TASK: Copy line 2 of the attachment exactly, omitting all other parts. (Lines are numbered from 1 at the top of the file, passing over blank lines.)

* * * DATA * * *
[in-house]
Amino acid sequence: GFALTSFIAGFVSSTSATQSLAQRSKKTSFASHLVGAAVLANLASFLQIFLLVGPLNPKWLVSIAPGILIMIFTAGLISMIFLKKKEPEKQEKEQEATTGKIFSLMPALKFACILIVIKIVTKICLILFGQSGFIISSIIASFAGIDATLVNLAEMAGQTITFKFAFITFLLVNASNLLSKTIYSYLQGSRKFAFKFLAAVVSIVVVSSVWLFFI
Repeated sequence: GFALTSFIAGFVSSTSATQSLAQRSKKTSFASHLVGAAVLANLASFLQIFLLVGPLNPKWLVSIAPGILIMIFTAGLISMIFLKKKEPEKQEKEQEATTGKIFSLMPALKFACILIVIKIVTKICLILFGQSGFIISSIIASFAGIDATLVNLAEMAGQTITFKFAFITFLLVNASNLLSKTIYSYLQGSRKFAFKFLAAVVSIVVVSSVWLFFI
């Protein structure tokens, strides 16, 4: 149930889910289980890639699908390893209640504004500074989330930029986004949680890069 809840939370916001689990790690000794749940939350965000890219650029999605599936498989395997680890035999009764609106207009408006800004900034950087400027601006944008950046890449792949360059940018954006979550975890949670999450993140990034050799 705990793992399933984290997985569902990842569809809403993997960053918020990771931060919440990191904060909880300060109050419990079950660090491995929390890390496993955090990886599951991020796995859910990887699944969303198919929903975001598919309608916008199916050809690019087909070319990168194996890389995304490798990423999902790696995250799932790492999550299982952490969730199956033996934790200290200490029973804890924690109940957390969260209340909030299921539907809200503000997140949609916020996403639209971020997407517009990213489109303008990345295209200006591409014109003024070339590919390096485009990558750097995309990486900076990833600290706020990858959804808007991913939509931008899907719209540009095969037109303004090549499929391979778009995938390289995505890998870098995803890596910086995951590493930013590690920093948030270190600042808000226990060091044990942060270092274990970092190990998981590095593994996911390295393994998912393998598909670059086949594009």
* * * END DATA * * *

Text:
Amino acid sequence: GFALTSFIAGFVSSTSATQSLAQRSKKTSFASHLVGAAVLANLASFLQIFLLVGPLNPKWLVSIAPGILIMIFTAGLISMIFLKKKEPEKQEKEQEATTGKIFSLMPALKFACILIVIKIVTKICLILFGQSGFIISSIIASFAGIDATLVNLAEMAGQTITFKFAFITFLLVNASNLLSKTIYSYLQGSRKFAFKFLAAVVSIVVVSSVWLFFI